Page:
Fiji’s devastated Tukuraki village moves to new site after landslide


A Pacific Media Centre video at Tukuraki by the Bearing Witness team Julie Cleaver and Kendall Hutt in May.

Pacific Media Centre Newsdesk

After more than five years of living in temporary housing, the community of Tukuraki in the highlands of Fiji are this weekend celebrating as they move into their newly built, disaster resilient village.

The Tukuraki community – featured by the Pacific Media Centre’s Bearing Witness climate project in May – was devastated in 2012 as a landslide buried 80 percent of their village and tragically took the lives of a young family including a toddler and young baby.

The opening of the new Tukuraki village on Friday with SPC’s Dr Audrey Aumua (from left), Minister Inia Seruiratu and EU’s Christoph Wagner. Image: SPC

The community were forced to relocate to temporary homes as they were at risk of further landslides and in the midst of recovering from the landslide, the community was hit by Cyclone Evan only 10 months later.

In February last year, the community was again forced to flee to nearby caves as Tropical Cyclone Winston hit – the community’s third major disaster in four years.

As a result, the Fiji government deemed relocation for the inland community an urgent priority and approached the Pacific Community (SPC) to support in this work.

On Friday, 11 homes and a community hall built to category five cyclone standards were officially opened.

The F$756,000 relocation of the Tukuraki village to a safer and less disaster prone site was made possible through the European Union and the ACP Group of States-funded Building Safety and Resilience in the Pacific Project (BSRP) implemented by the Pacific Community.

Reducing vulnerability
The BSRP Project is committed to reducing the vulnerability for the Pacific to disaster and climate change.

Flashback to January 2012…mud and rock buried Tukuraki village, killing Anare Taliga and his family. Image: Janet Lotawa/Rise Beyond The Reef.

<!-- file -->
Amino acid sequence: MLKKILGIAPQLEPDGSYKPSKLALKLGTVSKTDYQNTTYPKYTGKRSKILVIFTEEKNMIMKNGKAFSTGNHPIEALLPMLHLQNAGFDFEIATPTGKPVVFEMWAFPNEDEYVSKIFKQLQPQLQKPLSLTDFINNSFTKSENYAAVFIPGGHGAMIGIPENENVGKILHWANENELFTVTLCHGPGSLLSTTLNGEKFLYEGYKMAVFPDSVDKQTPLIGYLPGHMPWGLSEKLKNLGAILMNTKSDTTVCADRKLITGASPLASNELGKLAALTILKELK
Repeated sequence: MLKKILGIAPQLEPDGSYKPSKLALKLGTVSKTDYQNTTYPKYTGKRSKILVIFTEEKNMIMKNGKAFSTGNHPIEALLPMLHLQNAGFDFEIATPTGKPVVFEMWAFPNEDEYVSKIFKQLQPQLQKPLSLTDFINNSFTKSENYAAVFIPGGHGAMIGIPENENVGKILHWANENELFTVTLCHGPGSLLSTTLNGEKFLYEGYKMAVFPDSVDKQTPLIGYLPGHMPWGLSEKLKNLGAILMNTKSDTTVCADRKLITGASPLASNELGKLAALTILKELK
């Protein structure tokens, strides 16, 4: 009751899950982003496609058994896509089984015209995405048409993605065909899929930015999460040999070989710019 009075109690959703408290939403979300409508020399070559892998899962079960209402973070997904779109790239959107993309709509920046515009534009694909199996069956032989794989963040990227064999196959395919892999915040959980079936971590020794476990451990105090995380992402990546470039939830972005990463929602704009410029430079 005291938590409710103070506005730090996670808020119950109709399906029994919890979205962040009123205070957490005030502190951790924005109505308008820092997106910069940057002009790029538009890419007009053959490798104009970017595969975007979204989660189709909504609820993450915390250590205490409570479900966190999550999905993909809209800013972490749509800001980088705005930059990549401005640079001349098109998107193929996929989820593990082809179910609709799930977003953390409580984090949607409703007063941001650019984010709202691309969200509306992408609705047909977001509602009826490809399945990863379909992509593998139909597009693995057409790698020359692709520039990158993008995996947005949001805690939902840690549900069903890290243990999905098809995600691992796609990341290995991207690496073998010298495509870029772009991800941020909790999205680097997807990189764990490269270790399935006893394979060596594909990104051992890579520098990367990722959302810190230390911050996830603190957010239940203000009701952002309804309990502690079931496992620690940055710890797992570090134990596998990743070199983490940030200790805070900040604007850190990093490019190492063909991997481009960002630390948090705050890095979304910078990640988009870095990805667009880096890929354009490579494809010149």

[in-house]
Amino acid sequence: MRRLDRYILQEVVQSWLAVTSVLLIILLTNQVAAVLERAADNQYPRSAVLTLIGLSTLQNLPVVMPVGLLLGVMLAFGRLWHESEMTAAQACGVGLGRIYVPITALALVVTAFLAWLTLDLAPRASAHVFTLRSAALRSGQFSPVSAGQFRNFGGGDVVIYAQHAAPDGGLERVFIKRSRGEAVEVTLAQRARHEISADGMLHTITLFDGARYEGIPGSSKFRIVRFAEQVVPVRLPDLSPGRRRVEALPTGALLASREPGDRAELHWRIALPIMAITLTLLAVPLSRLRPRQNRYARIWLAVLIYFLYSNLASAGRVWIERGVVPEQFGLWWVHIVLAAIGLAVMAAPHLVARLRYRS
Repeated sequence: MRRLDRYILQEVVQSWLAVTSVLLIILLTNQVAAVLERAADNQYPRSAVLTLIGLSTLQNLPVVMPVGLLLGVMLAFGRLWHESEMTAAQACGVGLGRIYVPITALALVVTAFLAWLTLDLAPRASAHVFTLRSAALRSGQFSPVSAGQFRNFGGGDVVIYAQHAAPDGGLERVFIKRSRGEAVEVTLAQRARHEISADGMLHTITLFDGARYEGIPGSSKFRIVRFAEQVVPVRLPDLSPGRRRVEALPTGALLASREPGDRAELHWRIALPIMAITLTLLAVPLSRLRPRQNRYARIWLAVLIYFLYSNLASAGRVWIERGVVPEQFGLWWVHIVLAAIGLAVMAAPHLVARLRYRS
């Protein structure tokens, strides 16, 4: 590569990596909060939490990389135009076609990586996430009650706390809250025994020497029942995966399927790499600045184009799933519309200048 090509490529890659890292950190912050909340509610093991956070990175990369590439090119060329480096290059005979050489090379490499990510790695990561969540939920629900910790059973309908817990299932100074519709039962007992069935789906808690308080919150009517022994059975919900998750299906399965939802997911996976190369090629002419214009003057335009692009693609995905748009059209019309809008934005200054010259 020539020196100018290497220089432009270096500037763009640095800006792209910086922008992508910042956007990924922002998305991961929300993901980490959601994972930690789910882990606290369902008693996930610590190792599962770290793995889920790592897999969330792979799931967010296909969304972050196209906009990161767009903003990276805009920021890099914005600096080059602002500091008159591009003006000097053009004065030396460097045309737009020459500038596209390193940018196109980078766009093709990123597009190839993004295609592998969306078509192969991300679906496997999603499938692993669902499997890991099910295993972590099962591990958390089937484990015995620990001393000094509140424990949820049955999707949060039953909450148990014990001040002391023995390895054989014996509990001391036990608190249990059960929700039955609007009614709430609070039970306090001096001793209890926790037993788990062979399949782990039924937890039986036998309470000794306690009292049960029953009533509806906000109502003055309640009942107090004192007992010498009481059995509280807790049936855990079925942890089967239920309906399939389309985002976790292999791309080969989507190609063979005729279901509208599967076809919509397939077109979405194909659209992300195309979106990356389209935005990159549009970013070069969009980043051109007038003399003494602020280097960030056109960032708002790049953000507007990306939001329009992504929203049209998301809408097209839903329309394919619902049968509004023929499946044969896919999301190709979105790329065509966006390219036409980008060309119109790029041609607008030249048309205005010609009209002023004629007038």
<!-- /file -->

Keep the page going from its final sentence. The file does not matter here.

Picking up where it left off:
Inia Seruiratu, High Level Climate Change Champion for COP23 and Minister for Agriculture, Rural and Maritime Development, and National Disaster Management and Meteorology said:

“Today as we celebrate the critical milestone for Tukuraki, we also remember Anare Taliga (38 years), Mereoni Robe (23 years), Losena Nai (18 months) and Makelesi Matalau (6 months), who lost their lives to the devastating landslide that altered the lives of everyone in the Tukuraki community.

“The achievement of creating a disaster resilient community that has been led by the community itself is testament to the resilience of the Tukuraki community.”

In addition to the buildings, the project also provided the community with access to a reliable water sources. The Ba area is known for enduring long term droughts and to counter this issue, the project built a dam nearby and have strategically placed water tanks that connect to each household, ensuring the community will never run out of water.

Pacific Community Deputy Director-General Dr Audrey Aumua said: “This community knows and understands disaster but what makes this relocation remarkable is the partnership led by Fiji government with SPC and the European Union to achieve real, measureable disaster resilience at the community level.

“We know this new community will protect not only the lives but the livelihoods of the Tukuraki community and we are immensely proud to be a key partner in this work.”

Community assisted
Along with the 11 homes and the evacuation centre, the Tukuraki community has also been assisted with a retaining wall (to prevent soil erosion), road access, site levelling and a playground.

The new location is closer to Nalotawa District School which means the community will have easier access to schools as well as health services.

European Union head of cooperation Christoph Wagner said: “We are proud to partner up with the Fiji government and the Pacific Community on this project as it not only has helped the people of this community, it has also established for the nation what a resilient rural community looks like.

“With the effects of climate change and rising tides threatening coastal communities all over the Pacific, Tukuraki stands as a great example of how effective partnerships can sustain development.”

Tukuraki is the first inland community to be relocated, a unique feature as the other 46 key priority communities for relocation are all coastal.

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